But this past NBA season it was vintage Wade as he averaged 19 points per game in leading the Heat to the Eastern Conference Semifinals. However when it came time for both sides to talk turkey, Riley simply didn’t see Wade as still being a superstar caliber player which led a disgruntled Wade to taking his talents to the Windy City.

Just like Wade, Nowitzki took less money in order to make things work in Dallas which is what led to an NBA Championship in 2011. Nowitzki has continued to take contracts that were under his market value until now. And unlike Riley in Miami, Mavericks owner Mark Cuban didn’t have a problem in backing up the Brinks truck to pay the best player in his franchise’s history in order for him to remain in Dallas.

Pat Riley

This is just another example of the business of professional sports and how two franchises chose to operate differently. Riley was reluctant to pay an aging player superstar money as he felt that he was no longer worth it. But Riley called Wade’s bluff when he was unwilling to offer the shooting guard more than $40 million over the next two years. Wade didn’t get the $50 million that he was seeking from the Bulls, but he received $47 million as Chicago simply made him feel wanted as Riley has publicly expressed regret over allowing Wade to leave South Beach.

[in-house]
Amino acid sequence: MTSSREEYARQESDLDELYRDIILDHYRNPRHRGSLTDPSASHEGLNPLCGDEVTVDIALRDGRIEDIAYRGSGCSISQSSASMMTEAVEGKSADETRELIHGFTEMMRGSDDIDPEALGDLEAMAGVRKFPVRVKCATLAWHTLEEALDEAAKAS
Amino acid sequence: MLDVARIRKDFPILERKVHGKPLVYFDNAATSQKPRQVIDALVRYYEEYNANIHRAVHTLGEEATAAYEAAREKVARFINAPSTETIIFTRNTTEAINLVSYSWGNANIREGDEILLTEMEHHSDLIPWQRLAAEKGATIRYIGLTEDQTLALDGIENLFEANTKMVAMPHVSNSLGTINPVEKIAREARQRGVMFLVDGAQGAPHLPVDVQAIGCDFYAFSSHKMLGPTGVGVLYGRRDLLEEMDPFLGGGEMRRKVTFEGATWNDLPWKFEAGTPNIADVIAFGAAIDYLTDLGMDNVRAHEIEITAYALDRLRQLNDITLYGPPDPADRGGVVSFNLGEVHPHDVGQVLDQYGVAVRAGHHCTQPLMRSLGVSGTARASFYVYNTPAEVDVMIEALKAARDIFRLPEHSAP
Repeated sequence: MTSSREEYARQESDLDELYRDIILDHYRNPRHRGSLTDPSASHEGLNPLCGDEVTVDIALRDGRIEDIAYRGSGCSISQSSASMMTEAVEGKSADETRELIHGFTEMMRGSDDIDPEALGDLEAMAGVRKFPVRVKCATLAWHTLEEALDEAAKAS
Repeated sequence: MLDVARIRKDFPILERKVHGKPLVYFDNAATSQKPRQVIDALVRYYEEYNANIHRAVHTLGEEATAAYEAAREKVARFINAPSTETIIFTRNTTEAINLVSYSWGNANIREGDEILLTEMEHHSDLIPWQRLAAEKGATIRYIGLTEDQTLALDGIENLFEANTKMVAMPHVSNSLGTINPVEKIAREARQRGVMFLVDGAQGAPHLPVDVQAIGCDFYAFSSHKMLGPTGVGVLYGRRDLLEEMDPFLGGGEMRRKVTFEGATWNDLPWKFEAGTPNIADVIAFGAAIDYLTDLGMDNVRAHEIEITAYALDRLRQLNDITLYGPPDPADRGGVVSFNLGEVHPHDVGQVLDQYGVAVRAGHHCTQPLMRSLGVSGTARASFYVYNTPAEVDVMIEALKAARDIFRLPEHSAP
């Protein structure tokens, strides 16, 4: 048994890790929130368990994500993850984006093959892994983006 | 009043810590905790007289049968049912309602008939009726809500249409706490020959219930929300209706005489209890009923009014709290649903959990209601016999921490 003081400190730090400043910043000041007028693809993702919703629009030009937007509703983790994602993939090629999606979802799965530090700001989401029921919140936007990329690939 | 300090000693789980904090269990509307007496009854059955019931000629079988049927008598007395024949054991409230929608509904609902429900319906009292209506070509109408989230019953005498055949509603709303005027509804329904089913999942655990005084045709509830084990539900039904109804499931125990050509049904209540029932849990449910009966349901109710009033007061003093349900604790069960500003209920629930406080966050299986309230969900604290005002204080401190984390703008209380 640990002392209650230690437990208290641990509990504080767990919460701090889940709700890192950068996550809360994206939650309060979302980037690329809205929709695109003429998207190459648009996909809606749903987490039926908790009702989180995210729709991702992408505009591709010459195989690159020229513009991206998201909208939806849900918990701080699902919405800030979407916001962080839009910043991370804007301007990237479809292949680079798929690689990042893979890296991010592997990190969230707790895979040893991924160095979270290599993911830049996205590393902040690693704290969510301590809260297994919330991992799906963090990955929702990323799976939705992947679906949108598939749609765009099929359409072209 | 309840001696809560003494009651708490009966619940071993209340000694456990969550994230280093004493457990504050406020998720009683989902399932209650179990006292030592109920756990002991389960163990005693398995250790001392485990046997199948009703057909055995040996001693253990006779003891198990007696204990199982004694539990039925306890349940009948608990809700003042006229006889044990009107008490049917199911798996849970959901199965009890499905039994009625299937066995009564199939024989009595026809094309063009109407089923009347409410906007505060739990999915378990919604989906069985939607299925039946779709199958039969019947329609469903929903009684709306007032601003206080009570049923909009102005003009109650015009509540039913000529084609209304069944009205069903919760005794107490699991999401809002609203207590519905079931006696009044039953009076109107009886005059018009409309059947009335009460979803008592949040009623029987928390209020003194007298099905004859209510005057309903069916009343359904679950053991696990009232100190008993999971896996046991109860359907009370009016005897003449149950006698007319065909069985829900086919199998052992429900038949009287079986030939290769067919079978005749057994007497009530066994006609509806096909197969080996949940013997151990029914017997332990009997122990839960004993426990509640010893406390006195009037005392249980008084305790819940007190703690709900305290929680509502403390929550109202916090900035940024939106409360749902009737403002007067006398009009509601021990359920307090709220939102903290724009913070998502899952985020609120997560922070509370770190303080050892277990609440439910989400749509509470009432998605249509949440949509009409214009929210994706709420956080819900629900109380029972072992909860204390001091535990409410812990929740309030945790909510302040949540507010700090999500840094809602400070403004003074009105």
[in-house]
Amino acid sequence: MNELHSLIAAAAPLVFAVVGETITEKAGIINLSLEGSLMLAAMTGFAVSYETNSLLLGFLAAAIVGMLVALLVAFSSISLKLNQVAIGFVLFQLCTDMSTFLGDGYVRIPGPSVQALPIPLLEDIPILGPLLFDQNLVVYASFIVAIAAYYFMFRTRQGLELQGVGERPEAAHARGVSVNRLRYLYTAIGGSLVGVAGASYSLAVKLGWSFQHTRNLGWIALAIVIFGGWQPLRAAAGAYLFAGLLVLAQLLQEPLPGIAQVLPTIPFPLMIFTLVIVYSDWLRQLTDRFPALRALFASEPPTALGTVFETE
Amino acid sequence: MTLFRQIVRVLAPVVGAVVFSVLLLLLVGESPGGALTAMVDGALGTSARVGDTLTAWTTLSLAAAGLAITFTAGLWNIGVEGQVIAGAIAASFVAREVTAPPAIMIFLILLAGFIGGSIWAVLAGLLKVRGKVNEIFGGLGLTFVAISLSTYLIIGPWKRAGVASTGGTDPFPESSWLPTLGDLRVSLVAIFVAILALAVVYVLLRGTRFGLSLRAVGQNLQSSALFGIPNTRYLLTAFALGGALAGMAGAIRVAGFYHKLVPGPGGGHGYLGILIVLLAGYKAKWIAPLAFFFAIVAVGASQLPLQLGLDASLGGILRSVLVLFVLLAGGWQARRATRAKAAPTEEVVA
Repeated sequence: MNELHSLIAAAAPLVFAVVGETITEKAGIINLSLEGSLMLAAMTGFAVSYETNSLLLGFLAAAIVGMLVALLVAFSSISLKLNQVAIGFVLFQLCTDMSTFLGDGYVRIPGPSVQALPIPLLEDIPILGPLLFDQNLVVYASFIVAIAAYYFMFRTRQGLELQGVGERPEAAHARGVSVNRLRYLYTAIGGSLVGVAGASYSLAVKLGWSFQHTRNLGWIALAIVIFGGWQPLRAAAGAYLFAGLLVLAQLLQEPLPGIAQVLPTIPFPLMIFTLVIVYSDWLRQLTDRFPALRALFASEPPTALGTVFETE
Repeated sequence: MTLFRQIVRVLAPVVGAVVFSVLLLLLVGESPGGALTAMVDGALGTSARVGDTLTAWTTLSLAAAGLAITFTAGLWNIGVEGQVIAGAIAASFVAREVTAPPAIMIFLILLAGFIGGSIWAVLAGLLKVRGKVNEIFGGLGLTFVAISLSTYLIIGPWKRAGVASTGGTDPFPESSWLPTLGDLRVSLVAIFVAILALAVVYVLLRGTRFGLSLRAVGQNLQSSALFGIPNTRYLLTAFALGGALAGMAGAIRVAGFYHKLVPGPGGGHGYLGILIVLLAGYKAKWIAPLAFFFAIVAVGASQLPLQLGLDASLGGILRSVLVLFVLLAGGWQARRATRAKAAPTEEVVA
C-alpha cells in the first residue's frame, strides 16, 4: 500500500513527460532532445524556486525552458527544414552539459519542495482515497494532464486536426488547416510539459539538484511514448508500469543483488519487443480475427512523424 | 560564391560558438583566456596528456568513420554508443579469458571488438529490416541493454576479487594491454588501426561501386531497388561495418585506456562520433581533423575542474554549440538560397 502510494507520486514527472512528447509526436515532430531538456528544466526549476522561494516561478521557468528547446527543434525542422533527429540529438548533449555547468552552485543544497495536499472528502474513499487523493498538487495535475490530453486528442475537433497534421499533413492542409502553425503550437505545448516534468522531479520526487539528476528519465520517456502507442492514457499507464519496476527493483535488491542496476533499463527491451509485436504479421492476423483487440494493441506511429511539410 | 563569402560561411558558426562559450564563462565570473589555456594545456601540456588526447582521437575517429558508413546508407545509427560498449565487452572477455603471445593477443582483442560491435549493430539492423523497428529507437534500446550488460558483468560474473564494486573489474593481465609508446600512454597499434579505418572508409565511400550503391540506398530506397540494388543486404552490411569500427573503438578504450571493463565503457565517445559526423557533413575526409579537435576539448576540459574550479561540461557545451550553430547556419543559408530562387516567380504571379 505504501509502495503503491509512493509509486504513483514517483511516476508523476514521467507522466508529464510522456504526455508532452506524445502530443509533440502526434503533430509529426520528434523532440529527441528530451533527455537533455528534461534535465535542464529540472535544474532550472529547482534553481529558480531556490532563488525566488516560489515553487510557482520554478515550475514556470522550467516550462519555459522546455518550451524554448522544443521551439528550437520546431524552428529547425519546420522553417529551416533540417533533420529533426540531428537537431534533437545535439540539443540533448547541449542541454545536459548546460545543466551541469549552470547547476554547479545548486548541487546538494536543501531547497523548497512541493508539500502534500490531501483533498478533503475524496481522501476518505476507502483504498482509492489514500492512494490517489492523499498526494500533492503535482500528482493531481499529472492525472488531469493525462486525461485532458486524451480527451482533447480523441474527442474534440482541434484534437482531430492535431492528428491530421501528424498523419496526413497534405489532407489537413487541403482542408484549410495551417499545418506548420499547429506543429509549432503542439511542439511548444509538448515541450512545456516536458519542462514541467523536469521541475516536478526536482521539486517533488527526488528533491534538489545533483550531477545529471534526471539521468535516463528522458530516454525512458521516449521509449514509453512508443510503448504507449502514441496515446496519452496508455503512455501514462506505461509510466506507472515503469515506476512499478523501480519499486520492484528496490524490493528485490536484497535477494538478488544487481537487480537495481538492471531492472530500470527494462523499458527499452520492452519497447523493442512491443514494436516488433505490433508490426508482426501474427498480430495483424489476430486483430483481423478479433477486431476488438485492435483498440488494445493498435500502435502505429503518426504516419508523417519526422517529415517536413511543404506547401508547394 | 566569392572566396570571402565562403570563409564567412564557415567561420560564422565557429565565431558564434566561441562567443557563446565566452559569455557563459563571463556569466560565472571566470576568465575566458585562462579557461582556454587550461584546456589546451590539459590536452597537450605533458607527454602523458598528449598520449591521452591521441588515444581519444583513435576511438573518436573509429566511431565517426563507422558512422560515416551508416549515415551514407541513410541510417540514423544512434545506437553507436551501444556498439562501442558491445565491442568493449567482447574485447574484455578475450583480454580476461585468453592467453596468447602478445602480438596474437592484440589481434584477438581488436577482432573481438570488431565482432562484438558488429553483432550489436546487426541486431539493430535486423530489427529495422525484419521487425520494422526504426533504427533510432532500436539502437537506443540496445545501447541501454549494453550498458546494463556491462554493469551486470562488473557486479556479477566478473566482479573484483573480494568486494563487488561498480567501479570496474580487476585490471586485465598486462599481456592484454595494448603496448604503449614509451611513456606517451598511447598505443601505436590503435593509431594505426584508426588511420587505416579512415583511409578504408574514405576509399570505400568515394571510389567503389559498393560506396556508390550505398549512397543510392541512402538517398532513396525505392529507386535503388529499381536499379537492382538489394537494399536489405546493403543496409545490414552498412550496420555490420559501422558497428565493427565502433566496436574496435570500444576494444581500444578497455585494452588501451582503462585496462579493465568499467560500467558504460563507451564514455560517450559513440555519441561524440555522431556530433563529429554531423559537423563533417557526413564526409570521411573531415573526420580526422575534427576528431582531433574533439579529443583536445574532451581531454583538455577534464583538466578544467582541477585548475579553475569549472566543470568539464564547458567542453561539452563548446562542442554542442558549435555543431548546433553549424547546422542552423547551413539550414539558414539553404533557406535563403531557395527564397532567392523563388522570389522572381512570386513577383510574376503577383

Riley was looking at the long term for the Heat, but in the short team Miami is not a better team without Wade as they will sorely miss his leadership. And Riley knew that he made a mistake as soon as Wade signed with the Bulls.

Cuban on the other hand feels that he can still win a championship with Nowitzki if the right players are put around him while also making sure that the Future Hall of Famer retires in Dallas. But it was Cuban’s commitment to Nowitzki that has shone brighter than anything else.

Like Tim Duncan who just retired after playing 19 seasons with the San Antonio Spurs, Nowitzki has never publicly criticized the Mavericks when it came to money, and you have never heard of any animosity between him and the front office in Dallas which is the exact opposite of Wade and Riley in Miami.

Mark Cuban

From Cuban’s first day as owner of the Mavericks, he has run a top-notch organization and he has treated his employees accordingly. For nearly two decades with the Heat, Riley has built the Heat into a contender, but two of the last three summers have seen him lose James and now Wade in free agency. Cuban didn’t have to weigh the pros and cons of re-signing Nowitzki as he did what was best for business, while Riley will always have to face speculation as to why he let the best player in Heat franchise history as well as on the current roster leave town scot free.

Source: Basketball-reference.com

facebooktwittergoogle_plusmail
facebooktwittergoogle_plus

Leave a Reply

Your email address will not be published. Required fields are marked *